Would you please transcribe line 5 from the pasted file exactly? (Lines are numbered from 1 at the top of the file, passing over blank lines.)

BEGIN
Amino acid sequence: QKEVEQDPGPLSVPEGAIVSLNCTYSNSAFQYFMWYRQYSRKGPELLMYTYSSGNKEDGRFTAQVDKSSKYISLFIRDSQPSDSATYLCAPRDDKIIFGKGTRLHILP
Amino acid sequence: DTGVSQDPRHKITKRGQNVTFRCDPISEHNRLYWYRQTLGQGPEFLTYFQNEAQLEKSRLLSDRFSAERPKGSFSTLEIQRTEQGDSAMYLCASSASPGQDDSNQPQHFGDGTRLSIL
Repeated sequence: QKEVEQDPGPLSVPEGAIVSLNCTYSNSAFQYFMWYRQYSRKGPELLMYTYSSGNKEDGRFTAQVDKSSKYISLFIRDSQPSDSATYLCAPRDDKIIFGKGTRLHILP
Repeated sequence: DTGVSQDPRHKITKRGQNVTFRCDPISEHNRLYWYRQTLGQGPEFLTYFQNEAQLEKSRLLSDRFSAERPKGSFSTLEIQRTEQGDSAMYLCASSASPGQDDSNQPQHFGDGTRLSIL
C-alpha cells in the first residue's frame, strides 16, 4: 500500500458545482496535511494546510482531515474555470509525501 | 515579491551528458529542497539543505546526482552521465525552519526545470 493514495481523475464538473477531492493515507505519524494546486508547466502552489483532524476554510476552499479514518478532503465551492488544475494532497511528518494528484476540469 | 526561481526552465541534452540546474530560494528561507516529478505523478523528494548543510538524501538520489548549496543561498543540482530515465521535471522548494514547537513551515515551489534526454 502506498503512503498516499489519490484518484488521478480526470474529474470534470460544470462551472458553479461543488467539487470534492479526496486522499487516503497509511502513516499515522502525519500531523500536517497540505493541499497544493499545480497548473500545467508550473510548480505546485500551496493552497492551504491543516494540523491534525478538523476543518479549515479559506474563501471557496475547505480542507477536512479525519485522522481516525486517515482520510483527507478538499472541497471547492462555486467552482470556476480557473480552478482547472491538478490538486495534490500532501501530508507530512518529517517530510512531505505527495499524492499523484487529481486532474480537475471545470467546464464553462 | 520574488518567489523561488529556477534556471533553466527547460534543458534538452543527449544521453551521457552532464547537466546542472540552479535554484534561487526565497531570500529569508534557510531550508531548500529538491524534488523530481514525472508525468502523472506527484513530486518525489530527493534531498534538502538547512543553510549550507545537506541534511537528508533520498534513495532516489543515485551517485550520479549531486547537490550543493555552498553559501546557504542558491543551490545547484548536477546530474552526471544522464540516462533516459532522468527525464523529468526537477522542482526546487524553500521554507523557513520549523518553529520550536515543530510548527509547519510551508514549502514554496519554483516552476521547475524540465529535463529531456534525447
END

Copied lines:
C-alpha cells in the first residue's frame, strides 16, 4: 500500500458545482496535511494546510482531515474555470509525501 | 515579491551528458529542497539543505546526482552521465525552519526545470 493514495481523475464538473477531492493515507505519524494546486508547466502552489483532524476554510476552499479514518478532503465551492488544475494532497511528518494528484476540469 | 526561481526552465541534452540546474530560494528561507516529478505523478523528494548543510538524501538520489548549496543561498543540482530515465521535471522548494514547537513551515515551489534526454 502506498503512503498516499489519490484518484488521478480526470474529474470534470460544470462551472458553479461543488467539487470534492479526496486522499487516503497509511502513516499515522502525519500531523500536517497540505493541499497544493499545480497548473500545467508550473510548480505546485500551496493552497492551504491543516494540523491534525478538523476543518479549515479559506474563501471557496475547505480542507477536512479525519485522522481516525486517515482520510483527507478538499472541497471547492462555486467552482470556476480557473480552478482547472491538478490538486495534490500532501501530508507530512518529517517530510512531505505527495499524492499523484487529481486532474480537475471545470467546464464553462 | 520574488518567489523561488529556477534556471533553466527547460534543458534538452543527449544521453551521457552532464547537466546542472540552479535554484534561487526565497531570500529569508534557510531550508531548500529538491524534488523530481514525472508525468502523472506527484513530486518525489530527493534531498534538502538547512543553510549550507545537506541534511537528508533520498534513495532516489543515485551517485550520479549531486547537490550543493555552498553559501546557504542558491543551490545547484548536477546530474552526471544522464540516462533516459532522468527525464523529468526537477522542482526546487524553500521554507523557513520549523518553529520550536515543530510548527509547519510551508514549502514554496519554483516552476521547475524540465529535463529531456534525447